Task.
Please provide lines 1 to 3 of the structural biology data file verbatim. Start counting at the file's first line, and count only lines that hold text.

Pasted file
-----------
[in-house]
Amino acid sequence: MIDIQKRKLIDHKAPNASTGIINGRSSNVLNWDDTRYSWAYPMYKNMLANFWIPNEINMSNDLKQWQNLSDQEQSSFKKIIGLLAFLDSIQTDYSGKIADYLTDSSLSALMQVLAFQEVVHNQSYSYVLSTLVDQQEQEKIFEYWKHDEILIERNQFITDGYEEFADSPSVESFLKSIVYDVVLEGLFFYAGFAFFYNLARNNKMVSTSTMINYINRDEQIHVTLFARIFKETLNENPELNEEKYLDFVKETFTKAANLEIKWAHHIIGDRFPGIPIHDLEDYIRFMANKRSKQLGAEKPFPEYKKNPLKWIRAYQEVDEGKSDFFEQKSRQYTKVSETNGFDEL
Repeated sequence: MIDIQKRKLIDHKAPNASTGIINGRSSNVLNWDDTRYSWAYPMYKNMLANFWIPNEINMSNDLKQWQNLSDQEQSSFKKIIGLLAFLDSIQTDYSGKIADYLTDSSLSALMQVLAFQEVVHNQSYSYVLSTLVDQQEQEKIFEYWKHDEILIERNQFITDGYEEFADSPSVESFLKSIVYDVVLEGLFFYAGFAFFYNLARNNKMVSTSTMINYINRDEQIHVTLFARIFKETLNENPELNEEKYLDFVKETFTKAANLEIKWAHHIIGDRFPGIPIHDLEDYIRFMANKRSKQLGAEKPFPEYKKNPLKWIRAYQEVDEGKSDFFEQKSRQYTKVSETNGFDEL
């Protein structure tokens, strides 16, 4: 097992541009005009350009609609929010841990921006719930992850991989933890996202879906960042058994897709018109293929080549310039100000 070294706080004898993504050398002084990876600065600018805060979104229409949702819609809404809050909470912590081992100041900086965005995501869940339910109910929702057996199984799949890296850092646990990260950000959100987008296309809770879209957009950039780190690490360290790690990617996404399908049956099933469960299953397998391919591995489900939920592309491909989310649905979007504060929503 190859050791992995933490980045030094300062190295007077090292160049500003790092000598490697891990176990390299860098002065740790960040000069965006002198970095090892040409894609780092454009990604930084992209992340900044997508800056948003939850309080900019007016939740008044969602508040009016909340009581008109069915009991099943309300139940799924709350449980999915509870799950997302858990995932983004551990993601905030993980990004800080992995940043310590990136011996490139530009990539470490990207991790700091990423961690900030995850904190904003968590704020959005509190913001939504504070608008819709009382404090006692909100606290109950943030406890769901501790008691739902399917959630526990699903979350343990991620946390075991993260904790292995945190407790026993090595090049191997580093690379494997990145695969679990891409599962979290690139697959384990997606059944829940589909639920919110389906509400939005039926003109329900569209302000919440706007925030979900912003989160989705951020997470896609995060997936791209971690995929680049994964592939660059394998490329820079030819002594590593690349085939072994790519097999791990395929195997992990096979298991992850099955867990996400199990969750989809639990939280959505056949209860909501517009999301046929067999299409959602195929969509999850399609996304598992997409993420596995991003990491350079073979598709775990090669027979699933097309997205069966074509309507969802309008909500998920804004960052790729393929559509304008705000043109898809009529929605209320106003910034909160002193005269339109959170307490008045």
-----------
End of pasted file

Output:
[in-house]
Amino acid sequence: MIDIQKRKLIDHKAPNASTGIINGRSSNVLNWDDTRYSWAYPMYKNMLANFWIPNEINMSNDLKQWQNLSDQEQSSFKKIIGLLAFLDSIQTDYSGKIADYLTDSSLSALMQVLAFQEVVHNQSYSYVLSTLVDQQEQEKIFEYWKHDEILIERNQFITDGYEEFADSPSVESFLKSIVYDVVLEGLFFYAGFAFFYNLARNNKMVSTSTMINYINRDEQIHVTLFARIFKETLNENPELNEEKYLDFVKETFTKAANLEIKWAHHIIGDRFPGIPIHDLEDYIRFMANKRSKQLGAEKPFPEYKKNPLKWIRAYQEVDEGKSDFFEQKSRQYTKVSETNGFDEL
Repeated sequence: MIDIQKRKLIDHKAPNASTGIINGRSSNVLNWDDTRYSWAYPMYKNMLANFWIPNEINMSNDLKQWQNLSDQEQSSFKKIIGLLAFLDSIQTDYSGKIADYLTDSSLSALMQVLAFQEVVHNQSYSYVLSTLVDQQEQEKIFEYWKHDEILIERNQFITDGYEEFADSPSVESFLKSIVYDVVLEGLFFYAGFAFFYNLARNNKMVSTSTMINYINRDEQIHVTLFARIFKETLNENPELNEEKYLDFVKETFTKAANLEIKWAHHIIGDRFPGIPIHDLEDYIRFMANKRSKQLGAEKPFPEYKKNPLKWIRAYQEVDEGKSDFFEQKSRQYTKVSETNGFDEL